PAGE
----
b.   The manner of calculation of the Variable Fee Component in each subsequent year shows that Inghams has sought to pay SCF and to all the SA free-range growers the same growing fee, arrived at after considering changes to their growing expenses.  If the Inghams submission presently under consideration were correct, it would mean that Inghams was in each year paying SCF in each year a growing fee, that was 3.5 cents less than the other growers, for this Variable Fee Component.  Moreover, the payment to SCF would be 3.5 cents less than Inghams has calculated to be a fair and reasonable growing fee for SA growers.  A finding of deliberate underpayment by Inghams of this kind is a conclusion that I would not lightly make.

c.   Mr Shepherd has not, in his correspondence or in his Notices of Dispute, alleged that the amounts paid to SCF were less than he considered to be such as would provide SCF with a fair and reasonable return.  Indeed, in the table that both parties provided to me at the commencement of this arbitration this was accepted.

d.   Mr Shepherd’s uncontradicted evidence is that the bonus payment was not made.

I conclude from the evidence before me that SCF has made out its primary claim in respect of each of the four growing years in question in this arbitration.  Inghams, in breach of the SCF Growing Agreements, has, for each of the growing years 2015-16, 2016-17, 2017-18 and 2018-19, failed to pay to SCF the amounts of the Fixed Bonus due calculated at the rate of 3.5 cents per bird collected.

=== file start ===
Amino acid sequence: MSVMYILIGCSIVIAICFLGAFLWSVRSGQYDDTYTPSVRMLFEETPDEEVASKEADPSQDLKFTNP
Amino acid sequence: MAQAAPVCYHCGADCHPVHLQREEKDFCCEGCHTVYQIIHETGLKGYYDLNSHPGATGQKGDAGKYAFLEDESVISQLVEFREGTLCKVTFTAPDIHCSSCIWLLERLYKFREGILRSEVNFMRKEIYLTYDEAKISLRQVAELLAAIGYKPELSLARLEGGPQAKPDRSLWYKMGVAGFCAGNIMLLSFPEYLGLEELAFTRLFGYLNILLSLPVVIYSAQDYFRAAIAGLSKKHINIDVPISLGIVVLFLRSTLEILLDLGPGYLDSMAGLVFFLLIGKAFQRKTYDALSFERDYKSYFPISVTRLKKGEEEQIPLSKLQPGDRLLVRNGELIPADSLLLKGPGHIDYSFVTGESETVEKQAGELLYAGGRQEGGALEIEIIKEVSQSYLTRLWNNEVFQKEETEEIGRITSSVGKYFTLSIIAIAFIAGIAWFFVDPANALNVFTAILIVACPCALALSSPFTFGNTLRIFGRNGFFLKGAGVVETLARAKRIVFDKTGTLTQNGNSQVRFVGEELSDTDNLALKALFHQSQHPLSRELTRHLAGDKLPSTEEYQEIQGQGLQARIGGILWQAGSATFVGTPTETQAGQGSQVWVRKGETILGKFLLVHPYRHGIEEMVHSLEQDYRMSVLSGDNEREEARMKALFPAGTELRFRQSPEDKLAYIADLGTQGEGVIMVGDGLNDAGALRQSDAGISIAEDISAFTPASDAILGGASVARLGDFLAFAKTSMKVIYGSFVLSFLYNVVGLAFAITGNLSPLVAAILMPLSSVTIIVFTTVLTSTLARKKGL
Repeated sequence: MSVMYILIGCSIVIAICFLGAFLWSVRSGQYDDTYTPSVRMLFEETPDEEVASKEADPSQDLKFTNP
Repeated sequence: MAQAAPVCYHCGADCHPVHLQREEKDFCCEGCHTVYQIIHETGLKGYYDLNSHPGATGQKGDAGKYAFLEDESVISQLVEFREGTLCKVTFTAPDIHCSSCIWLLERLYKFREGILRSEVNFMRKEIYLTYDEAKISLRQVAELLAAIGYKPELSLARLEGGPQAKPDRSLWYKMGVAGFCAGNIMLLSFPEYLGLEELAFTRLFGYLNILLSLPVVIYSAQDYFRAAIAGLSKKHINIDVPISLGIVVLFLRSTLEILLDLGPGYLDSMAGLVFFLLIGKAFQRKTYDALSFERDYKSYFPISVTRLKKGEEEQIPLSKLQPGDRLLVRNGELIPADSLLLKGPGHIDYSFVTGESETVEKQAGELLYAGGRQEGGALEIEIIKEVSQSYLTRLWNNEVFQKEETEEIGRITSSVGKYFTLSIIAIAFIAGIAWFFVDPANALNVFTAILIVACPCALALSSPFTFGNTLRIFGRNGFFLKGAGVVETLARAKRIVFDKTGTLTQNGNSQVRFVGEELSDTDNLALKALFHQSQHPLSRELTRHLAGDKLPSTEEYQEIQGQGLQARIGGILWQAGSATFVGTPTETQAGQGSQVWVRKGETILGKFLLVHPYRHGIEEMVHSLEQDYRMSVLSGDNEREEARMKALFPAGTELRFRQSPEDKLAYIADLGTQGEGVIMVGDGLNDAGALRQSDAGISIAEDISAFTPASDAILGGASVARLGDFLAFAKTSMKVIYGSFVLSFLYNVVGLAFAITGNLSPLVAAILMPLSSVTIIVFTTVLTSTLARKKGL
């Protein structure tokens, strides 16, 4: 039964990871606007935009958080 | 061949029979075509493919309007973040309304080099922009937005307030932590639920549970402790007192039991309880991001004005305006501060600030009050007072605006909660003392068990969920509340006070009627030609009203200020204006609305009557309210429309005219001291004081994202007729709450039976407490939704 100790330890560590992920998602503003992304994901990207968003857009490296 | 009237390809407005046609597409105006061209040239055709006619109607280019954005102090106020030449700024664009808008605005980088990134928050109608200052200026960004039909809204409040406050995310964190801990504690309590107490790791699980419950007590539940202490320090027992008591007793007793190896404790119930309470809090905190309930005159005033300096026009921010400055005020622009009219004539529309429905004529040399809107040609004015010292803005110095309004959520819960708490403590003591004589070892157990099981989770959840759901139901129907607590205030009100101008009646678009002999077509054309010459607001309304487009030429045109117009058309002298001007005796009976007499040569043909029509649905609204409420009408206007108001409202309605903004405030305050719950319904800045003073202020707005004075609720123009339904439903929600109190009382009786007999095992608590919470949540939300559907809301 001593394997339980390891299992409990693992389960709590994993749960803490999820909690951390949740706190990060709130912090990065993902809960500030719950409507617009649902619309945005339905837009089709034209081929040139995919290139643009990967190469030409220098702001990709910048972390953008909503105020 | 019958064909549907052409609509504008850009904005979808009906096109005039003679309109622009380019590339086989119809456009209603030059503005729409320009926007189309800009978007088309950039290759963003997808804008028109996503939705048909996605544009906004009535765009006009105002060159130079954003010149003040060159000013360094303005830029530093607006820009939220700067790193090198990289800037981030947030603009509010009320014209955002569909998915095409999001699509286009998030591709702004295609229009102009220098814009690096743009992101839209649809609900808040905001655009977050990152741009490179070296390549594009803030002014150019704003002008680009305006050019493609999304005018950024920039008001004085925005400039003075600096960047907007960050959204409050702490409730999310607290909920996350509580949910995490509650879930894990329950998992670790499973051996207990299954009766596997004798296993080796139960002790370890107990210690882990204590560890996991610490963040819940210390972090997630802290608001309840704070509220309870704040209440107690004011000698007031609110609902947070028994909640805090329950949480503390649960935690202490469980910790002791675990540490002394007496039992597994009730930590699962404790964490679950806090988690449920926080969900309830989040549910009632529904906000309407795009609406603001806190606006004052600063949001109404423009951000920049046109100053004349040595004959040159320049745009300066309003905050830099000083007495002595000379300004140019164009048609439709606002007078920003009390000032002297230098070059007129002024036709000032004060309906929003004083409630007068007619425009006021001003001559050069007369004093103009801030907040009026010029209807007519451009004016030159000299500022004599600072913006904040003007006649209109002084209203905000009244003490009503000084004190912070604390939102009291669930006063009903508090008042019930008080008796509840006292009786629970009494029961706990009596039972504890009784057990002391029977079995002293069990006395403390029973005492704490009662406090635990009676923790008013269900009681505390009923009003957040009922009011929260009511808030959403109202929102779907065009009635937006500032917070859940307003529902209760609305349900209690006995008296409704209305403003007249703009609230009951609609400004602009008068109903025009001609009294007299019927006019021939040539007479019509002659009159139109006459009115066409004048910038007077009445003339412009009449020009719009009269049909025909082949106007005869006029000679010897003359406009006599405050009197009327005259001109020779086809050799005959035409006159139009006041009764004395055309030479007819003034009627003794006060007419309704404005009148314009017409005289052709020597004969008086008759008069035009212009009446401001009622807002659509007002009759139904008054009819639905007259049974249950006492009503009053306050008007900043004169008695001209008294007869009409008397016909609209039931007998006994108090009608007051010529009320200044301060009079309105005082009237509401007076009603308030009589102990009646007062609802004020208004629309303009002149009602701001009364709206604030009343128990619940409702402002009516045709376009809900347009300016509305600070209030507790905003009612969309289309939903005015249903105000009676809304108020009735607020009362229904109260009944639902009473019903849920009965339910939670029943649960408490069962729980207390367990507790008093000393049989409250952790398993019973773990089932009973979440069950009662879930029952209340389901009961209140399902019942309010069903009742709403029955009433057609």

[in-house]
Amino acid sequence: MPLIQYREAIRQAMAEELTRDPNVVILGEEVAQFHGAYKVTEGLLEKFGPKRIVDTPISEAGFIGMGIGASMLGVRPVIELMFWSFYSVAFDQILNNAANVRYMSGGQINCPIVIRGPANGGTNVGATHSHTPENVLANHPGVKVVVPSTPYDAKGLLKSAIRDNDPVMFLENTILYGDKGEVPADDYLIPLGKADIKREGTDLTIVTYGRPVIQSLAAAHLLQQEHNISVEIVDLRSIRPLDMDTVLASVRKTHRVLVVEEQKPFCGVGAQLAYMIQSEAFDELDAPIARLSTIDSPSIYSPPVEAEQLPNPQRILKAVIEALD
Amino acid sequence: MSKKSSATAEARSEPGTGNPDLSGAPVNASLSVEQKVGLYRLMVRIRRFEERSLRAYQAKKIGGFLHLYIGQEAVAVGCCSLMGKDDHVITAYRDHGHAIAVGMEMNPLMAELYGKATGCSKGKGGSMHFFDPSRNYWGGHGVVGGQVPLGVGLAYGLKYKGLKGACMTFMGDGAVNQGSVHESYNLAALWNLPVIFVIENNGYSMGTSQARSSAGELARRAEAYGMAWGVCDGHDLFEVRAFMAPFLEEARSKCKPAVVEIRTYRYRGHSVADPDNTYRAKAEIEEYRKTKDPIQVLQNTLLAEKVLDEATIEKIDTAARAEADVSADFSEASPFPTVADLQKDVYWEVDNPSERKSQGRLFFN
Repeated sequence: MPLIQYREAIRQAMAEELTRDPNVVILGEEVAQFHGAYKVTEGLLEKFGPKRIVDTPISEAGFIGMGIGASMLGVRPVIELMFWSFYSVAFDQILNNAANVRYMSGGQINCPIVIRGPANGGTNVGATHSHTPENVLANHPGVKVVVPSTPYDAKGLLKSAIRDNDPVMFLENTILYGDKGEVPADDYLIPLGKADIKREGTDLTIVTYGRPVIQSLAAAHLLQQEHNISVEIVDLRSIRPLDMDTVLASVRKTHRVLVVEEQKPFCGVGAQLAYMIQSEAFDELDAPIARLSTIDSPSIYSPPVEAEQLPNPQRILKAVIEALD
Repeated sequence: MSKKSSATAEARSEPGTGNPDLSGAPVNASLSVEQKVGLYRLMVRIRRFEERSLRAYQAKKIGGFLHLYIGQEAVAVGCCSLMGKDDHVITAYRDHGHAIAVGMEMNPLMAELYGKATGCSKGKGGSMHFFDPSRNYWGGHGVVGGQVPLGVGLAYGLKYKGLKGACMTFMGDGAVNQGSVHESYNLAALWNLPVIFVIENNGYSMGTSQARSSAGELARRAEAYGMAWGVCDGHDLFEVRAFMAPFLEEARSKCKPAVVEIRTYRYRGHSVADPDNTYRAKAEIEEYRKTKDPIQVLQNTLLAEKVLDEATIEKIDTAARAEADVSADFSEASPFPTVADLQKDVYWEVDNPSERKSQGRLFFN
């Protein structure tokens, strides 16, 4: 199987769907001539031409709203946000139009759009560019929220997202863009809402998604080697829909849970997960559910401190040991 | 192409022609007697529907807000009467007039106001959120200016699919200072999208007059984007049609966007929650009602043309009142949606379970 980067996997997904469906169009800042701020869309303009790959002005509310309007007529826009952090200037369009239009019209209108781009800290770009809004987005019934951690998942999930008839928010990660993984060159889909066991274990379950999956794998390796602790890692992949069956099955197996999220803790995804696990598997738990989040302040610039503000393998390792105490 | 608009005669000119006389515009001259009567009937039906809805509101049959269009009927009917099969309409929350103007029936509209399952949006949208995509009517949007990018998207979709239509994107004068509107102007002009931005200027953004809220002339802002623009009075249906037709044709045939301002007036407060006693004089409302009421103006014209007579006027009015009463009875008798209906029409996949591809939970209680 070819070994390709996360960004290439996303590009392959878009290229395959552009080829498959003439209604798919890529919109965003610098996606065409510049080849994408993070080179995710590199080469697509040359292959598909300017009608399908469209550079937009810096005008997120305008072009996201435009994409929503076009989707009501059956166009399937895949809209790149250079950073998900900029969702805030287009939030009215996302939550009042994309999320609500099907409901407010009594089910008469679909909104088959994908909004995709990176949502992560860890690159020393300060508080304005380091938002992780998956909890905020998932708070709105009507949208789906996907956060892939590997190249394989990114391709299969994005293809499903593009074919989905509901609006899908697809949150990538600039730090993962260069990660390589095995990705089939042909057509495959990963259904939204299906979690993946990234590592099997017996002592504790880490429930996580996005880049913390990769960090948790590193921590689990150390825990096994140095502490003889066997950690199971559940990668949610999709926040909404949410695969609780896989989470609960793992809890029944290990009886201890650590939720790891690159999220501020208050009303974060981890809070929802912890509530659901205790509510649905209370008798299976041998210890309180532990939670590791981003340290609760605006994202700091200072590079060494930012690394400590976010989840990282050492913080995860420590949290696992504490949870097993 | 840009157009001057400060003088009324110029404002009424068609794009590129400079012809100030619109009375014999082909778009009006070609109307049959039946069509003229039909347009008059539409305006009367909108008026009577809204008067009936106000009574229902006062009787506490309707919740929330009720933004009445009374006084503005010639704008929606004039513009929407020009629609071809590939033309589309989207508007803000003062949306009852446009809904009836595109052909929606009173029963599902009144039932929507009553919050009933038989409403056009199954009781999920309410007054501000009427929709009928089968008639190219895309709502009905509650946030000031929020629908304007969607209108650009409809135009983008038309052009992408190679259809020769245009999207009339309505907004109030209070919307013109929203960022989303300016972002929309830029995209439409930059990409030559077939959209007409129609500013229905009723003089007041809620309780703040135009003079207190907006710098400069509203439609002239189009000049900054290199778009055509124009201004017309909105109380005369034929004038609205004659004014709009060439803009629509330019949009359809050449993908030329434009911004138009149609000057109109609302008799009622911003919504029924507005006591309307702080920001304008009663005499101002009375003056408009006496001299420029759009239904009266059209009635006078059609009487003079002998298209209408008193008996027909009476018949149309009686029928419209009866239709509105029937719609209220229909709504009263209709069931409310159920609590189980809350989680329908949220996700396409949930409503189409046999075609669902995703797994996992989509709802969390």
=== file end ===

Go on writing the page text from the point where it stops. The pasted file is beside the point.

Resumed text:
1. The Arbitrator then set out some figures for the number of birds involved, and hence the additional fees payable, but said that he would hear counsel further on these issues, together with the issues of interest and costs, any issues arising in relation to growing years 2019-20 and 2020-21, and any issues arising out of SCF’s alternative claims that had been hived off.

The Final Award

  1. In his reasons for the Final Award, the Arbitrator noted that SCF no longer pursued its alternative arguments.  He accepted SCF’s contention that the ambit of the arbitration had been impliedly extended to include the growing year 2019-20, but did not accept that it extended to the growing year 2020-21.  He then quantified SCF’s claims in respect of the bonus component (including an amount for the 2019-20 growing year), interest and costs, as set out earlier in these reasons.

The application for leave to appeal

  1. Under s 34A of the CAA, an appeal lies to the Supreme Court on a question of law arising out of an award if the parties agree that an appeal may be made under that section (s 34A(1)(a)), and the Court grants leave (s 34A(1)(b)). The Court must not grant leave unless it is satisfied of the various matters set out in ss 34(3)(a)-(d).